A law or ban is in itself an admission that you’ve failed to solve the problem and just go, much like a beleaguered parent “because I said so, that’s why!”

Change starts within ourselves and if ideas and memes of positivity and caring could spread as easily as a celebrity nipple slip, we might one day be able to fix the world and all the problems therein.

Autonomous Weapons & Artificial Intelligence

When we think about autonomous weapons and artificial intelligence we will often talk about Terminator and Skynet and all the other highly glamorised killing machines portrayed by film and media, but in light of the recent combined letter from more than 1000 experts, we will look to explore exactly what these experts mean by autonomous weapons and the applications behind them.

forget terminators, expect weaponised autonomous quadcopters
forget terminators, expect weaponised autonomous quadcopters

We explored the difference between the different types of AI, Artificial Narrow Intelligence (ANI) which specialises in one job, Artificial General Intelligence (AGI) that looks a lot like human intelligence with ability to plan, learn and comprehend complex ideas, and Artificial Super Intelligence (ASI) which demonstrates an intelligence many hundred times more powerful than ours, we don’t know how this type of intelligence will manifest itself.

When we consider which of these level of super intelligence could be brought into an autonomous machine, we are coming very close to, if not past the point, where computer processing power can be attached to a vehicle with imaging software and ballistic to be sent out to ‘hunt’ anything that it is programmed to identify.

Realistically, we aren’t waiting for full bodied androids to roam around before they can be weaponised, and this is the point that thousands of AI and robotics experts, Stephen Hawking, Elon Musk, Wozniak and philosophers such as Chomsky are putting across in their open letter to world leaders.

The precedent that this could potentially send is that these can and will be able to be produced cheaply and on a huge scale. The implications and possibilities surrounding what these could potentially achieve is stated in the letter as they go on to describe autonomous weapons such as these as the “Kalashnikovs of tomorrow,” warning that “it will only be a matter of time until they appear on the black market and in the hands of terrorists, dictators wishing to better control their populace, warlords wishing to perpetrate ethnic cleansing, etc. Autonomous weapons are ideal for tasks such as assassinations, destabilizing nations, subduing populations and selectively killing a particular ethnic group.”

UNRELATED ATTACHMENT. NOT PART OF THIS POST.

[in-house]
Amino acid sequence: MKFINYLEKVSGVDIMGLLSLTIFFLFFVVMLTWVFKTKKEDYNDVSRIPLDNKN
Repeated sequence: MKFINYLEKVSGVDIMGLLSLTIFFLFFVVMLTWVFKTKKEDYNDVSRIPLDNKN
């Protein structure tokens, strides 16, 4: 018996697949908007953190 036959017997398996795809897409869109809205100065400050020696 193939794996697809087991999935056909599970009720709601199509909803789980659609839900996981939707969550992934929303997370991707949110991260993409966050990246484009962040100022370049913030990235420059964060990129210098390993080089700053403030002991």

There are obvious and catastrophic repercussions that could unfold if the worlds military powers push ahead with autonomous weapon development, the letter concludes and proposes and outright ban on autonomous weapons, whilst also being careful to highlight the benefits that AI could have on humanity.

“We believe that an AI has great potential to benefit humanity in many ways, and that the goal of the field should be to do so. Starting a military AI arms race is a bad idea, and should be prevented by a ban on offensive autonomous weapons beyond meaningful human control.”

Again, the importance between different levels of intelligence is a key factor here, and it is still likely that any “autonomous machines” are created with the idea that a human is at some point in control of the final kill switch, they are still going to be as “effective” as if they were controlled by artificial intelligence.

There are very positive routes that can be travelled down through artificial intelligence and obviously very negative routes, but something that always needs to be remembered is development of weapons is a constant and as long as companies such as DARPA continue to research artificial intelligence, the two paths are likely to conjoin at some point in the future.

We commend Stephen Hawking and the Future of Life institute for putting this letter together, and we can hope for an international treaty in similar vein to the Chemical Weapons Treaty, which many states signed to not use chemical weapons, but the effectiveness, profitability and precision in targeting that Autonomous Weapons will have, may be too large of a draw for states to join.

Decentralisation and Disintermediation

When looking at futurology, it is easy to get caught up in the world of super AI, flying cars, mega cities, but the overlying trend of the 21st Century is one of Decentralization & Disintermediation – this is the trend that is underpinning all the others and seems to be the most fascinating of all.